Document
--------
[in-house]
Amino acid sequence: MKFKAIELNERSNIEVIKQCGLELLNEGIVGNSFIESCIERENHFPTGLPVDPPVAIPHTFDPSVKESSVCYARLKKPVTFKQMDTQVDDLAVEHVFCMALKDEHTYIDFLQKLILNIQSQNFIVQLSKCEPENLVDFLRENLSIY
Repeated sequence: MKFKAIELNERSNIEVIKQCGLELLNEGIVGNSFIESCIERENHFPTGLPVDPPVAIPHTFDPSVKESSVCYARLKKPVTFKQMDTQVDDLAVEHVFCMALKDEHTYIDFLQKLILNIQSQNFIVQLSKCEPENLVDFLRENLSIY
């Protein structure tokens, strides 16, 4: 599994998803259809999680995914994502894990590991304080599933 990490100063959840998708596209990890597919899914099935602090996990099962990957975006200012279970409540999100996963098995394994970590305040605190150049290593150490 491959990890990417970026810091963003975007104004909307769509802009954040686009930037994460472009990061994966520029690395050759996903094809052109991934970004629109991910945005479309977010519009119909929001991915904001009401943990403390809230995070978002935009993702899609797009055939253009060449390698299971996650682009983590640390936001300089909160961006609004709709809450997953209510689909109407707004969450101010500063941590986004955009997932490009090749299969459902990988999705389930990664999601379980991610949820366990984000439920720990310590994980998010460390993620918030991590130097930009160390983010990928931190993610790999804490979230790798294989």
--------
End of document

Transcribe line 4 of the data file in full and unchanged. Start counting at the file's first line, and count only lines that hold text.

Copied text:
């Protein structure tokens, strides 16, 4: 599994998803259809999680995914994502894990590991304080599933 990490100063959840998708596209990890597919899914099935602090996990099962990957975006200012279970409540999100996963098995394994970590305040605190150049290593150490 491959990890990417970026810091963003975007104004909307769509802009954040686009930037994460472009990061994966520029690395050759996903094809052109991934970004629109991910945005479309977010519009119909929001991915904001009401943990403390809230995070978002935009993702899609797009055939253009060449390698299971996650682009983590640390936001300089909160961006609004709709809450997953209510689909109407707004969450101010500063941590986004955009997932490009090749299969459902990988999705389930990664999601379980991610949820366990984000439920720990310590994980998010460390993620918030991590130097930009160390983010990928931190993610790999804490979230790798294989």